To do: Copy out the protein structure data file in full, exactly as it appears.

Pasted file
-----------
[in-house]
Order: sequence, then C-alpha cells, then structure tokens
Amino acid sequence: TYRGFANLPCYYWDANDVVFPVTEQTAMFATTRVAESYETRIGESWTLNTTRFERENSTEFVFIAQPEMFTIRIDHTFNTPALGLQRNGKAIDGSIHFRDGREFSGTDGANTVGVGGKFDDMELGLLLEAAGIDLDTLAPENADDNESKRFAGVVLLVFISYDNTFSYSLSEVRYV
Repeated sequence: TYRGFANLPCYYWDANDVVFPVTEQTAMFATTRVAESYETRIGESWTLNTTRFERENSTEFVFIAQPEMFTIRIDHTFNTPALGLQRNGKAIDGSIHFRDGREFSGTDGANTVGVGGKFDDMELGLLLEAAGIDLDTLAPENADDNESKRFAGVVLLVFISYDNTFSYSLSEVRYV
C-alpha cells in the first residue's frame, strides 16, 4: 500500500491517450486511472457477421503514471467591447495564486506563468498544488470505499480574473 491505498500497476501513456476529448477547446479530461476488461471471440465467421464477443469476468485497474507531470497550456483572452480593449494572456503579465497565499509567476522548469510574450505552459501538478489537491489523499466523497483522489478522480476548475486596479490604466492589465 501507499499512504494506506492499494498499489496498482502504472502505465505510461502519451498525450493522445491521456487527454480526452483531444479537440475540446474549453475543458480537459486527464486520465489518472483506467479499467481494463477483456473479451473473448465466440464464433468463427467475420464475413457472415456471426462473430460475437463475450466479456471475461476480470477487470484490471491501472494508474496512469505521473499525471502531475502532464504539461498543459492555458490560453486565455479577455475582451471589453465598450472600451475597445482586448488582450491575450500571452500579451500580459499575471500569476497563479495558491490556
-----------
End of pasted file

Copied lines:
[in-house]
Order: sequence, then C-alpha cells, then structure tokens
Amino acid sequence: TYRGFANLPCYYWDANDVVFPVTEQTAMFATTRVAESYETRIGESWTLNTTRFERENSTEFVFIAQPEMFTIRIDHTFNTPALGLQRNGKAIDGSIHFRDGREFSGTDGANTVGVGGKFDDMELGLLLEAAGIDLDTLAPENADDNESKRFAGVVLLVFISYDNTFSYSLSEVRYV
Repeated sequence: TYRGFANLPCYYWDANDVVFPVTEQTAMFATTRVAESYETRIGESWTLNTTRFERENSTEFVFIAQPEMFTIRIDHTFNTPALGLQRNGKAIDGSIHFRDGREFSGTDGANTVGVGGKFDDMELGLLLEAAGIDLDTLAPENADDNESKRFAGVVLLVFISYDNTFSYSLSEVRYV
C-alpha cells in the first residue's frame, strides 16, 4: 500500500491517450486511472457477421503514471467591447495564486506563468498544488470505499480574473 491505498500497476501513456476529448477547446479530461476488461471471440465467421464477443469476468485497474507531470497550456483572452480593449494572456503579465497565499509567476522548469510574450505552459501538478489537491489523499466523497483522489478522480476548475486596479490604466492589465 501507499499512504494506506492499494498499489496498482502504472502505465505510461502519451498525450493522445491521456487527454480526452483531444479537440475540446474549453475543458480537459486527464486520465489518472483506467479499467481494463477483456473479451473473448465466440464464433468463427467475420464475413457472415456471426462473430460475437463475450466479456471475461476480470477487470484490471491501472494508474496512469505521473499525471502531475502532464504539461498543459492555458490560453486565455479577455475582451471589453465598450472600451475597445482586448488582450491575450500571452500579451500580459499575471500569476497563479495558491490556